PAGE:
People have on more than one occasion called me an ass. Now I steadfastly refuse to accept that I am an ass—I am a man, not an ass. But if I were, I might say something like this:
I’m from Alabama. And white. And a man. And a Christian. You know, we white southern Christian men are not the most highly esteemed these days. I can walk in a room of mid-westerners and merely open my mouth, let my southern drawl waft across the room, and bam—just like that—my IQ goes down a full fifteen points. Let a mid-westerner merely hear me say hello, and sometimes they start giggling. “Poor thing,” it seems they’re thinking. “How cute. But what a dolt. ” They’ll put their hand over their mouth, trying to decide between one of two replies…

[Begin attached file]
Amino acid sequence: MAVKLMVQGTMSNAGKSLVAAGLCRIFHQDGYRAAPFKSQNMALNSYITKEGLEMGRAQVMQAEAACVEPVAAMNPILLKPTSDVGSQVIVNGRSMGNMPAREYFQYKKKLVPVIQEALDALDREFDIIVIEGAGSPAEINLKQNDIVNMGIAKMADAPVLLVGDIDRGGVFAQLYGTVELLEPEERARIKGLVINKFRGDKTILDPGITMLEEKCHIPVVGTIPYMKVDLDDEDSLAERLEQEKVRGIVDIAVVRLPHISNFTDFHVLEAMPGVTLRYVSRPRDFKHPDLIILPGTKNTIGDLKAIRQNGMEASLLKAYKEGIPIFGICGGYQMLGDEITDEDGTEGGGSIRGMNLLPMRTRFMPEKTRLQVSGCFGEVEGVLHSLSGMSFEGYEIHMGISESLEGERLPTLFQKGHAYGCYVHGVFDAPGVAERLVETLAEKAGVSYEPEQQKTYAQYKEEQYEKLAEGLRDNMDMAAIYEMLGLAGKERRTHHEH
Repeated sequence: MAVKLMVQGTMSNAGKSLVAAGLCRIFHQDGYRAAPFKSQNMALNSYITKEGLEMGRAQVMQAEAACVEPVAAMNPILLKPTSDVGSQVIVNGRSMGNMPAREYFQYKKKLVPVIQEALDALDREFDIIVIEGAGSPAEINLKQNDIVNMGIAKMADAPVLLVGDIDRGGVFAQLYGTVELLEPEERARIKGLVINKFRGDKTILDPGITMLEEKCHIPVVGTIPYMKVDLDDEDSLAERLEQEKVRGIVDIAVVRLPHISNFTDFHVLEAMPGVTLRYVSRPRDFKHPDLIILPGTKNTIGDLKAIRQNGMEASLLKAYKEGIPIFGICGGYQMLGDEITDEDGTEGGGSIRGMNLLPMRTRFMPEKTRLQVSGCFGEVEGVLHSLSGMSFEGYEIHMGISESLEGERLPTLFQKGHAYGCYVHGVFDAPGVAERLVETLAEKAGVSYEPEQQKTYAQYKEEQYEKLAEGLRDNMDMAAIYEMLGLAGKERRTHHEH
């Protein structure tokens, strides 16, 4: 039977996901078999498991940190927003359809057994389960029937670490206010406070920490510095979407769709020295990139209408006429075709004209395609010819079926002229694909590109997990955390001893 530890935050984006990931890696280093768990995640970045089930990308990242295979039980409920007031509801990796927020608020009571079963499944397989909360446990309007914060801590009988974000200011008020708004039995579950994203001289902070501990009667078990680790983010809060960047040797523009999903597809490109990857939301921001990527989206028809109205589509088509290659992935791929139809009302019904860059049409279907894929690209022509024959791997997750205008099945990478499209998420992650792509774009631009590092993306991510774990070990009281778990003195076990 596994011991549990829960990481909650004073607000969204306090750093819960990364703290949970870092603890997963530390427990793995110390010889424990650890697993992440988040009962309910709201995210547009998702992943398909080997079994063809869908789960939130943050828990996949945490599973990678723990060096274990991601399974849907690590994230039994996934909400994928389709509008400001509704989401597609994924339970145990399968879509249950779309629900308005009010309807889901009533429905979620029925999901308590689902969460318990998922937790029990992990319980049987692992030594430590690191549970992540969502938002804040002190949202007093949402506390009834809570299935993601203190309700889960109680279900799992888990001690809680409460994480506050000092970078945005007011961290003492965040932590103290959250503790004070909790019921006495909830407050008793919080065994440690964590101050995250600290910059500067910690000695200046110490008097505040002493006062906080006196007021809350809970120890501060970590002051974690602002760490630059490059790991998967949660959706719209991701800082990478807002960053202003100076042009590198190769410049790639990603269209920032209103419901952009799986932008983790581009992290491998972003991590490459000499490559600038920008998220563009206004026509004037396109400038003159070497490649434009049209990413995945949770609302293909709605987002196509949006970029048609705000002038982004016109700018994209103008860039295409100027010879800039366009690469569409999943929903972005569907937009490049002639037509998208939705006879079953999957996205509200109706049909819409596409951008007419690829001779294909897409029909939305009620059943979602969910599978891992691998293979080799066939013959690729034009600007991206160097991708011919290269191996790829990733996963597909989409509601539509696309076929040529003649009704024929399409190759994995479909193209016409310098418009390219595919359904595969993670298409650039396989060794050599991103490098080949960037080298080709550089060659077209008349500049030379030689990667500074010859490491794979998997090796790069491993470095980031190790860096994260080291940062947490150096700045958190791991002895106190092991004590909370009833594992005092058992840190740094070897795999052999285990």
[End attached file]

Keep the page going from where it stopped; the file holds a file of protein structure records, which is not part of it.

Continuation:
I am rather convinced that to conflate love of country with the myth of a Christian nation is bad news. To claim that the United States once was a “Christian nation,” or to seek to recover some supposedly lost “Christian nation” status, is bad news because it is historically false; misunderstands basic Christian theology and practice; and contends for a strategy that is sure to back-fire into resentment and hostility.
Here in the Buckle of the Bible Belt our Tennessee Legislature seems destined to drive us nigh unto insanity. I would like to say I think this bill, to make the Bible the official book of the State of Tennessee, in my carefully considered and nuanced vocabulary, is altogether stupid. And I think it is stupid for the following articulate and Biblical reasons: